Category: Game Management and Conservation
Published: May 2020
Author(s): Michelle Tirhi, David Vales, and Mike Smith
The North Rainier Elk Herd is one of ten elk herds, as defined by the WDFW for management purposes, residing in Washington State. This elk herd’s range encompasses portions of Pierce, King, Snohomish and Kittitas counties. These elk are distributed along the western slopes of the Cascade Mountain Range, however, some elk that winter on the east side of the Cascades spend time on the west side during summer. Small satellite groups occur in the foothills and pockets of habitat near urban and suburban developments. This herd is an important resource that provides significant recreational, subsistence, cultural, aesthetic and economic benefits to Washington citizens and is a valued cultural, subsistence, and ceremonial resource to the Native American people of the area.
This plan’s purpose is to provide direction for managing the North Rainier elk resource into the future as well as provide a historical perspective on the herd. This plan is subject to amendment as needed, and will be in effect until revised. It will be a valuable reference document and guideline for the Washington Department of Fish and Wildlife, tribes, agency cooperators, landowners, land planners and the general public. Priority management and research activities will be implemented as funding and resources become available.
Four primary goals guide the North Rainier Elk Herd Plan:
- Preserve, protect, perpetuate, manage and enhance elk habitats to ensure healthy, productive populations
- Manage the North Rainier elk herd for a sustained annual harvest
- Manage elk for a variety of recreational, educational, and aesthetic purposes including hunting, scientific study, cultural and ceremonial uses by Native Americans, wildlife viewing and photography
- Minimize property damage and public safety risks associated with elk
Specific elk herd and habitat management objectives, problems, and strategies are identified in this plan. Priority objectives address specific problems in managing this elk herd, and a variety of strategies have been developed to solve these problems.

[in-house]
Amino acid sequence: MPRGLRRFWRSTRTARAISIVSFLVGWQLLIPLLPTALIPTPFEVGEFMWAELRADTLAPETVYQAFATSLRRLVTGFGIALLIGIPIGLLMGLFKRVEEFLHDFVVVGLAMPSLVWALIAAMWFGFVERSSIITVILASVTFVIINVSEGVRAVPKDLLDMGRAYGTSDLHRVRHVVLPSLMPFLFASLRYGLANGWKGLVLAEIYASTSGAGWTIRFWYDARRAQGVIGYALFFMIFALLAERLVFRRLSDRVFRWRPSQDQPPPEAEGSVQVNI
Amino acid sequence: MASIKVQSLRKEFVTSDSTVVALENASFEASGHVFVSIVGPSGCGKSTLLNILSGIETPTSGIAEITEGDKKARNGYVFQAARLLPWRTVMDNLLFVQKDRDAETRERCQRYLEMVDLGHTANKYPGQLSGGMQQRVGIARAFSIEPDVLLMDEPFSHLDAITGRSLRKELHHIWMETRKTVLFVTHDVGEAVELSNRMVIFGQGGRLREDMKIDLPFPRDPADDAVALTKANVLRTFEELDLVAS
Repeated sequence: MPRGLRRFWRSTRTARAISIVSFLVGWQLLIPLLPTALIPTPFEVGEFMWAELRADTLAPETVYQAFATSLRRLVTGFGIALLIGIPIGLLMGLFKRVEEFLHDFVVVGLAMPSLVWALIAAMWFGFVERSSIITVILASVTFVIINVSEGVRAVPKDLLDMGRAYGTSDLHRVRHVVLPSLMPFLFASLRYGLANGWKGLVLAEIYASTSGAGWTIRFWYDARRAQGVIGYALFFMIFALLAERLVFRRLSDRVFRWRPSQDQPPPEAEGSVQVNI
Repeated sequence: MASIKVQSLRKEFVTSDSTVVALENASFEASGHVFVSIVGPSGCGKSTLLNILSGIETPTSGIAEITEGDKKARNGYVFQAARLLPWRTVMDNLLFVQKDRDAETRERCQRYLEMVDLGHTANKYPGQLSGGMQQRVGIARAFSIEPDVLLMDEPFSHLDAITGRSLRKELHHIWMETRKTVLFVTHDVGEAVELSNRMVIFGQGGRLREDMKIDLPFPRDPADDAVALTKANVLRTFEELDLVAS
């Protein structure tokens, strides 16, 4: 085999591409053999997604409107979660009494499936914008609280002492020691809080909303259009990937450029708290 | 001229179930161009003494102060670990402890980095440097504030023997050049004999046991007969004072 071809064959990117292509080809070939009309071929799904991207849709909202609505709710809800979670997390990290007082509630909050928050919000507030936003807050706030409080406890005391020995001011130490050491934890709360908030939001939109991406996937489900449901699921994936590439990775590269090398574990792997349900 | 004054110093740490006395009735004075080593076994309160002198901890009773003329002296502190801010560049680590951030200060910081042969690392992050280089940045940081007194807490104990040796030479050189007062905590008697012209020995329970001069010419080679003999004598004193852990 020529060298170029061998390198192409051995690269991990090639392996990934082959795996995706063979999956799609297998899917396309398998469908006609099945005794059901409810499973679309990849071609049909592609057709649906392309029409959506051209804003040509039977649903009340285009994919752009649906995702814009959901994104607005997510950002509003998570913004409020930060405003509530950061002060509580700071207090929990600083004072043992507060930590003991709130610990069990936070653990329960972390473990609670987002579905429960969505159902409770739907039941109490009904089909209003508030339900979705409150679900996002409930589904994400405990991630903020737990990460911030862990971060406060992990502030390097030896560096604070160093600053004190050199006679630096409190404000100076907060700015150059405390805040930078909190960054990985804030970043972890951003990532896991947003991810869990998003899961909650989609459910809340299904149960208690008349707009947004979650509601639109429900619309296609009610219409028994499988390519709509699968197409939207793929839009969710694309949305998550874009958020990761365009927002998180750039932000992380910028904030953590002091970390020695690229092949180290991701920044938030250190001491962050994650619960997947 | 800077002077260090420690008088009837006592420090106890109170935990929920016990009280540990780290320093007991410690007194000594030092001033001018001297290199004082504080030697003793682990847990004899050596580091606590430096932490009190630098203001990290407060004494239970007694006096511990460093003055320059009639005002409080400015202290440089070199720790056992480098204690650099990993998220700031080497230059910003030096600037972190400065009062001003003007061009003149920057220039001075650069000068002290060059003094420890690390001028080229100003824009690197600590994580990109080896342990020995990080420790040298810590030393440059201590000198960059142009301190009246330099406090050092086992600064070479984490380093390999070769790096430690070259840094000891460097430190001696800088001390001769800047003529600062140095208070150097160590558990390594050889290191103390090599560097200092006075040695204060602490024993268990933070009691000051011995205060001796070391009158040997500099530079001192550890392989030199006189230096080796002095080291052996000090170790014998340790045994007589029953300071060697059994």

The following herd management objectives have been identified:
- Develop and implement standardized and statistically valid survey protocols that will generate reliable estimates of population size or indices of population trend for the North Rainier elk herd by 2025.
- Maintain the NREH at 4,850 elk (+ or – 10%), as determined by post-season population estimates, using the accepted protocols identified in Objective 1.
- Manage the elk herd to maintain minimum post-season bull to cow ratios of 12 to 20 bulls per 100 cows.
- While attempting to achieve the population objective, reduce the number of elk-caused damage complaints on private lands in the NREH area.
- By 2025 initiate at least two projects that focus on reducing elk vehicle collisions in high collision areas.
- By 2025 complete at least two projects that enhance the public’s ability to observe and appreciate elk in their natural habitat or increase public understanding of elk biology and their habitat requirements.
- Meet as necessary, but at least annually to cooperate and collaborate with the Tribes to implement the NREH Plan.
The Spending Priorities section shows the additional funding needed to complete priority tasks in this plan. Most of the strategies listed in the plan do not require additional funding, but only a change to WDFW staff work-plan assignments. This is called base funding. In addition, many priority tasks are already being performed each year, sometimes by outside partners such as the MIT. Only Objective 1 requires spending above base funding.
|Spending Priorities||Current Expenditure||1st Year||Additional Years|
|Formal Estimates Of Herd Demographics||$00.00||$7,000||$7,000|
Washington Department of Fish and Wildlife. 2020. North Rainier Elk Herd. Wildlife Program, Washington Department of Fish and Wildlife, Olympia. 102 pp.
Draft documents are provided for informational purposes only. Drafts may contain factual inaccuracies and may not reflect current WDFW policy.